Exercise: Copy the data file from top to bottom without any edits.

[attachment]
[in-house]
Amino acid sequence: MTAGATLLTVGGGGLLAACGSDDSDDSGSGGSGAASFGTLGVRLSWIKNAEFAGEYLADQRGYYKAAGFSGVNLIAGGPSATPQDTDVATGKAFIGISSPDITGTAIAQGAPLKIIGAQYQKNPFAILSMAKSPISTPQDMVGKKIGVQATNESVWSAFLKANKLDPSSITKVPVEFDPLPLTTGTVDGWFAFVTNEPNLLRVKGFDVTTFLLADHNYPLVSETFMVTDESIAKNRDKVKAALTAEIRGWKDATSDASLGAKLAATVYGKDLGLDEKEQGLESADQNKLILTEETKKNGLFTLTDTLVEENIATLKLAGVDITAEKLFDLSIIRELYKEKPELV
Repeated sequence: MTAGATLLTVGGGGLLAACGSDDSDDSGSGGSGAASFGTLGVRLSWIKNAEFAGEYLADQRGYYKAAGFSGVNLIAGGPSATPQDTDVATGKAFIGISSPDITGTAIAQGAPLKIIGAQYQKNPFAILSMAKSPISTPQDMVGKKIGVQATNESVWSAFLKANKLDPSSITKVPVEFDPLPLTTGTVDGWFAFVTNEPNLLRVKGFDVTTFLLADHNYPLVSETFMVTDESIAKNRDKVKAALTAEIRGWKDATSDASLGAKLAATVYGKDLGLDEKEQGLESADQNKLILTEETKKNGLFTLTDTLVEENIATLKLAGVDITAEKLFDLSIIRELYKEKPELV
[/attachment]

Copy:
[in-house]
Amino acid sequence: MTAGATLLTVGGGGLLAACGSDDSDDSGSGGSGAASFGTLGVRLSWIKNAEFAGEYLADQRGYYKAAGFSGVNLIAGGPSATPQDTDVATGKAFIGISSPDITGTAIAQGAPLKIIGAQYQKNPFAILSMAKSPISTPQDMVGKKIGVQATNESVWSAFLKANKLDPSSITKVPVEFDPLPLTTGTVDGWFAFVTNEPNLLRVKGFDVTTFLLADHNYPLVSETFMVTDESIAKNRDKVKAALTAEIRGWKDATSDASLGAKLAATVYGKDLGLDEKEQGLESADQNKLILTEETKKNGLFTLTDTLVEENIATLKLAGVDITAEKLFDLSIIRELYKEKPELV
Repeated sequence: MTAGATLLTVGGGGLLAACGSDDSDDSGSGGSGAASFGTLGVRLSWIKNAEFAGEYLADQRGYYKAAGFSGVNLIAGGPSATPQDTDVATGKAFIGISSPDITGTAIAQGAPLKIIGAQYQKNPFAILSMAKSPISTPQDMVGKKIGVQATNESVWSAFLKANKLDPSSITKVPVEFDPLPLTTGTVDGWFAFVTNEPNLLRVKGFDVTTFLLADHNYPLVSETFMVTDESIAKNRDKVKAALTAEIRGWKDATSDASLGAKLAATVYGKDLGLDEKEQGLESADQNKLILTEETKKNGLFTLTDTLVEENIATLKLAGVDITAEKLFDLSIIRELYKEKPELV